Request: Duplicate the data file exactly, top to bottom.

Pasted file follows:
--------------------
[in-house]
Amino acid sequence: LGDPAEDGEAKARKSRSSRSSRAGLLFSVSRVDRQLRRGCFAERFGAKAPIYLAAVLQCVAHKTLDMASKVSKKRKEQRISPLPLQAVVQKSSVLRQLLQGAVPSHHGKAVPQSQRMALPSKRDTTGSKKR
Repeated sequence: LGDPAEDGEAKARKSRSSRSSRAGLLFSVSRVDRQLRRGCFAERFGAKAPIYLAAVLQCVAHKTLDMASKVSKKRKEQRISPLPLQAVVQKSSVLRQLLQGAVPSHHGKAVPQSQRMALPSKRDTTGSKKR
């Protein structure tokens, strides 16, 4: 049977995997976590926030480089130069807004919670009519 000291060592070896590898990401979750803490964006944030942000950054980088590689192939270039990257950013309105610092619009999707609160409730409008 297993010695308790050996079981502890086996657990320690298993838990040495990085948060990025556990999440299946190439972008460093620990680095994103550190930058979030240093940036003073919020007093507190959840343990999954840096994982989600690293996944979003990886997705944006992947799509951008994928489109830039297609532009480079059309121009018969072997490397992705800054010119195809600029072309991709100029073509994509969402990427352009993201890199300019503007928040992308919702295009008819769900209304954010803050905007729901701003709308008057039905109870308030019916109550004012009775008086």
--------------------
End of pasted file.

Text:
[in-house]
Amino acid sequence: LGDPAEDGEAKARKSRSSRSSRAGLLFSVSRVDRQLRRGCFAERFGAKAPIYLAAVLQCVAHKTLDMASKVSKKRKEQRISPLPLQAVVQKSSVLRQLLQGAVPSHHGKAVPQSQRMALPSKRDTTGSKKR
Repeated sequence: LGDPAEDGEAKARKSRSSRSSRAGLLFSVSRVDRQLRRGCFAERFGAKAPIYLAAVLQCVAHKTLDMASKVSKKRKEQRISPLPLQAVVQKSSVLRQLLQGAVPSHHGKAVPQSQRMALPSKRDTTGSKKR
């Protein structure tokens, strides 16, 4: 049977995997976590926030480089130069807004919670009519 000291060592070896590898990401979750803490964006944030942000950054980088590689192939270039990257950013309105610092619009999707609160409730409008 297993010695308790050996079981502890086996657990320690298993838990040495990085948060990025556990999440299946190439972008460093620990680095994103550190930058979030240093940036003073919020007093507190959840343990999954840096994982989600690293996944979003990886997705944006992947799509951008994928489109830039297609532009480079059309121009018969072997490397992705800054010119195809600029072309991709100029073509994509969402990427352009993201890199300019503007928040992308919702295009008819769900209304954010803050905007729901701003709308008057039905109870308030019916109550004012009775008086």